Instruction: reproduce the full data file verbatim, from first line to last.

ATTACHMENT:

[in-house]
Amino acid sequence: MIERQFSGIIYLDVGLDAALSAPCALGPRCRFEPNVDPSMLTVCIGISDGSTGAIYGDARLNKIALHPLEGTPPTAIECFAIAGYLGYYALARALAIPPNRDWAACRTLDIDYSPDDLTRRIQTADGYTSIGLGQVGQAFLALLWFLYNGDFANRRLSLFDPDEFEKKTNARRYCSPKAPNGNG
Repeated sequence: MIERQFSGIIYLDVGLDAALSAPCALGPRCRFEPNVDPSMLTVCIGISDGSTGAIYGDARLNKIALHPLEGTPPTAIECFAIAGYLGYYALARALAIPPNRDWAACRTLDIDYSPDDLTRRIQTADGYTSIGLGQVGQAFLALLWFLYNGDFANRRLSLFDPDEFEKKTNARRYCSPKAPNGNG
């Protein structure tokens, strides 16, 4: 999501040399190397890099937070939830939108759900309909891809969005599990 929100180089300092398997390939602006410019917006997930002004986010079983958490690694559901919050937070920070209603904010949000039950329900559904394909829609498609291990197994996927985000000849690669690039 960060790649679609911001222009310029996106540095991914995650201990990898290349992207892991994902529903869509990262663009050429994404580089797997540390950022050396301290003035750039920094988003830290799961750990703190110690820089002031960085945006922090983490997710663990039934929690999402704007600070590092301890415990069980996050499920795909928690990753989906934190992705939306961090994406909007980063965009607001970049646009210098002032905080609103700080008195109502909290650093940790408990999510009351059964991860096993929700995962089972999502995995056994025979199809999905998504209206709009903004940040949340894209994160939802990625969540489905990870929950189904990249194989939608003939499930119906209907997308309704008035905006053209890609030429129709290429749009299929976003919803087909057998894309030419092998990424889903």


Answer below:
[in-house]
Amino acid sequence: MIERQFSGIIYLDVGLDAALSAPCALGPRCRFEPNVDPSMLTVCIGISDGSTGAIYGDARLNKIALHPLEGTPPTAIECFAIAGYLGYYALARALAIPPNRDWAACRTLDIDYSPDDLTRRIQTADGYTSIGLGQVGQAFLALLWFLYNGDFANRRLSLFDPDEFEKKTNARRYCSPKAPNGNG
Repeated sequence: MIERQFSGIIYLDVGLDAALSAPCALGPRCRFEPNVDPSMLTVCIGISDGSTGAIYGDARLNKIALHPLEGTPPTAIECFAIAGYLGYYALARALAIPPNRDWAACRTLDIDYSPDDLTRRIQTADGYTSIGLGQVGQAFLALLWFLYNGDFANRRLSLFDPDEFEKKTNARRYCSPKAPNGNG
């Protein structure tokens, strides 16, 4: 999501040399190397890099937070939830939108759900309909891809969005599990 929100180089300092398997390939602006410019917006997930002004986010079983958490690694559901919050937070920070209603904010949000039950329900559904394909829609498609291990197994996927985000000849690669690039 960060790649679609911001222009310029996106540095991914995650201990990898290349992207892991994902529903869509990262663009050429994404580089797997540390950022050396301290003035750039920094988003830290799961750990703190110690820089002031960085945006922090983490997710663990039934929690999402704007600070590092301890415990069980996050499920795909928690990753989906934190992705939306961090994406909007980063965009607001970049646009210098002032905080609103700080008195109502909290650093940790408990999510009351059964991860096993929700995962089972999502995995056994025979199809999905998504209206709009903004940040949340894209994160939802990625969540489905990870929950189904990249194989939608003939499930119906209907997308309704008035905006053209890609030429129709290429749009299929976003919803087909057998894309030419092998990424889903």